MH - Indeed, I did sometimes praise it, because I was convinced then that reform is the goal. And I was praising points that I imagined we could use, in partnership with the regime, as building blocks. We wagered in the beginning that we could achieve reform, which I was calling for, and I was honest and with good intentions towards any move that I perceived as reformist. But I found myself like someone diving in the ocean. The closer I got to the bottom, the clearer the depths became. The praise which you criticized in your question was employed to encourage the regime to undertake more reformist steps. I quickly realized that it was a dead end. In fact, I have begun to pay for going down that road willingly and gullibly. I know the tax of this path. I used stress at the end of all my heated debates, and they are on the record, that I will pay the tax, quite simply, with conviction and honor, and nobody can change that truth. I know that all the topics I raised were tied intimately to the concerns of the Syrian citizens and their livelihood, be it the abuse of their rights by the sons and fathers of the officials, the violation of their freedom by the security apapratuses, or the demand of the establishment of a human rights committee in parliament, or standing up to corrupt deals. Every issue that touched on the concerns and interest of the people.
MET - The authorities accuse you of corruption and illegal practice in your business and tax evasion, how do you respond to these charges?
MH - I am ready to stand before the Syrian judiciary once it recovers. I know full well that these accusations were thrown at me in sync with my demands in parliaments. This is because slander and defamation always were tools viciously used by the regime against all those who protest its behavior and abuses. Suffice it to say that these various slanderous campaigns, which have not a shred of truth, once came after I received a large number of Damascene votes in the legistlative elections, when I spent half of my term in jail. ...
MET - Allow us to move to another topic. There have been remarkable contrasts in the way Syrians have responded to the National Salvation Front. How do you look to this Front?
MH - I respect everyone, and I hope they all cooperate, each from their angle and according to their vision. I have not defamed anyone nor will I attack anyone's patriotism. I am certain that the removal of tyranny will bring a free state and an honest judiciary, which I have known in Syria in previous eras. This judiciary could hold accountable those who have harmed the country and the people. Under democratic elections and an independent judiciary, no one will have immunity, and everyone will get their rights, and the corrupt and the despots will get their just punishment. An honest judiciary will decide. It's not up to me or anyone else to incriminate anyone or to call them traitors.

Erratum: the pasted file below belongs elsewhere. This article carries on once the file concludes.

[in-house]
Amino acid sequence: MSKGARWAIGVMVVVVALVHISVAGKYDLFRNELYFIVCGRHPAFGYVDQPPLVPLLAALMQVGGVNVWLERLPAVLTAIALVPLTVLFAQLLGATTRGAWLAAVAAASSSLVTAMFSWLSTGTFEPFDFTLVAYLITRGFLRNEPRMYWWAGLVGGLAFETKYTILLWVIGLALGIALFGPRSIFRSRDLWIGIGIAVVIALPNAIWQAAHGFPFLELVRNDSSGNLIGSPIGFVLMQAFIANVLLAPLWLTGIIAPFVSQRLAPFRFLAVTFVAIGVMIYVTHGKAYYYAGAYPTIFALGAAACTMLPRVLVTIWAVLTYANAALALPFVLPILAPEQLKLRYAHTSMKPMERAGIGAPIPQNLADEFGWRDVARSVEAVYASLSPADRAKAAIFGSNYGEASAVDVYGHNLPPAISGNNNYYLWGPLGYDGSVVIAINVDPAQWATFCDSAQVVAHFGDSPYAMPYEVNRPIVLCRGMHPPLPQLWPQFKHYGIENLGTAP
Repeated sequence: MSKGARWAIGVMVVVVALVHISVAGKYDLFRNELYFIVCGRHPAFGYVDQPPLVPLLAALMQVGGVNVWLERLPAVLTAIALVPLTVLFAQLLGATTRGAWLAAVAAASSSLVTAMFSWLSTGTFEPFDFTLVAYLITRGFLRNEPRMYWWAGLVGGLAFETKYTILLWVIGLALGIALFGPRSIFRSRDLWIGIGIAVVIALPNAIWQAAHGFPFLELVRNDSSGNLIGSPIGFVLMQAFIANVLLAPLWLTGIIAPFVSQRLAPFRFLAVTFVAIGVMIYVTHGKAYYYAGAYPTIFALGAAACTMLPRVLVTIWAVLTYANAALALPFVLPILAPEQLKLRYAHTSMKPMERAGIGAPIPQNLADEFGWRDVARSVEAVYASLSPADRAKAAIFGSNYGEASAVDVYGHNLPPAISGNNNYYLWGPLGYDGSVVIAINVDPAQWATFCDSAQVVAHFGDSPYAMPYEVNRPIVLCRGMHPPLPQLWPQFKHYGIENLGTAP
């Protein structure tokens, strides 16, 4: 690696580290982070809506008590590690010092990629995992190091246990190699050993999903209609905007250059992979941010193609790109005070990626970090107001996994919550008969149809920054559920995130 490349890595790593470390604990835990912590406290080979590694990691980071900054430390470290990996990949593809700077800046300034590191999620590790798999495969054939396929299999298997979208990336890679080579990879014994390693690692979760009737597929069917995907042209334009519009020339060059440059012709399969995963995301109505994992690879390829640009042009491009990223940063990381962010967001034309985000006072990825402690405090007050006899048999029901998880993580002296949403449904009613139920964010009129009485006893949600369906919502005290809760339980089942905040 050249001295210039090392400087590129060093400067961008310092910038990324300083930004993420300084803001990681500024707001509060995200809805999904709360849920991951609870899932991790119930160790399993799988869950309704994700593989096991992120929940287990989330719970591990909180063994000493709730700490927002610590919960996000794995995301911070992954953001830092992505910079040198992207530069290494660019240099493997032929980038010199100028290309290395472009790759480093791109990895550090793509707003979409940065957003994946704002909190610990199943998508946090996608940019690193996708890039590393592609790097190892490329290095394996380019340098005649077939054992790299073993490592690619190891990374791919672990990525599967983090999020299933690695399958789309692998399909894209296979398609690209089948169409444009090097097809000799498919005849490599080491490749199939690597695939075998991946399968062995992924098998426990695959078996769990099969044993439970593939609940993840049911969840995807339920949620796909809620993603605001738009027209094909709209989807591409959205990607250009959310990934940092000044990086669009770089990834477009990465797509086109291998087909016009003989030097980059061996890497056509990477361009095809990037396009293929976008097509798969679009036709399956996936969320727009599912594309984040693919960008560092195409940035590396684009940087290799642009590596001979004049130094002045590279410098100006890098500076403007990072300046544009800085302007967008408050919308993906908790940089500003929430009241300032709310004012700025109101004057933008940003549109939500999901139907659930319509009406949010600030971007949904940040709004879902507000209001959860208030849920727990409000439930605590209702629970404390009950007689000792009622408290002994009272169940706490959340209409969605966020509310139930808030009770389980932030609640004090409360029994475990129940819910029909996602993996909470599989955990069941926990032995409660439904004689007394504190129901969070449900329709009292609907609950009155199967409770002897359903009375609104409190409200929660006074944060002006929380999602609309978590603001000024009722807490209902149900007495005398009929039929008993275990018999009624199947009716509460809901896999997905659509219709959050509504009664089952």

MET - What do you think of Law 49 which calls for the death penalty for anyone proven to belong to the Muslim Brotherhood. Do you agree to sign a petition calling for the revoking of this law?
MH - Of course I agree to sign it. I think everyone should have the right to peaceful expression of political opinions. Let me say that there were painful periods which Syria has experienced. There were mutual accusations about many abuses, for which the Syrian people paid a high price. The Syrians must face the facts, and this will not happen except through an independent judicial inquiry, which would define everyone's responsibility in what happened. Everyone who committed a crime against Syria and the Syrians should be held accountable.
MET - Mr. Ma'moun, what [message] are you carrying now? What are your priorities for the next stage?
MH - First, I'm carrying the call of freedom, to release and save the lives of the prisoners of opinion and conscience in Syria. I think it is the duty of the international community to apply effective pressure to save them from their misery. Many of them are old and suffer from various illnesses. Second, I will work with my Syrian brethren, Arabs and Kurds, and I will ask all the free people of the world to support us, to find new and peaceful ways to apply constant pressure in order to finally hold accountable those who have abused and continue to abuse the rights of the Syrian citizen, and so that this regime will know that Syria and its people are not the property of individulas, or a family.
MET - Any final words, Mr. Ma'moun?
MH - In all the elections I ran in for close to 20 years, my electoral motto was that I will remain faithful to my promise. Now, in these hard times I say, despite the fact that the regime is targeting me and insisting that the Arab brothers not host me, and to the last moment of my life, I will remain faithful to my promise, until, God willing, we reach freedom.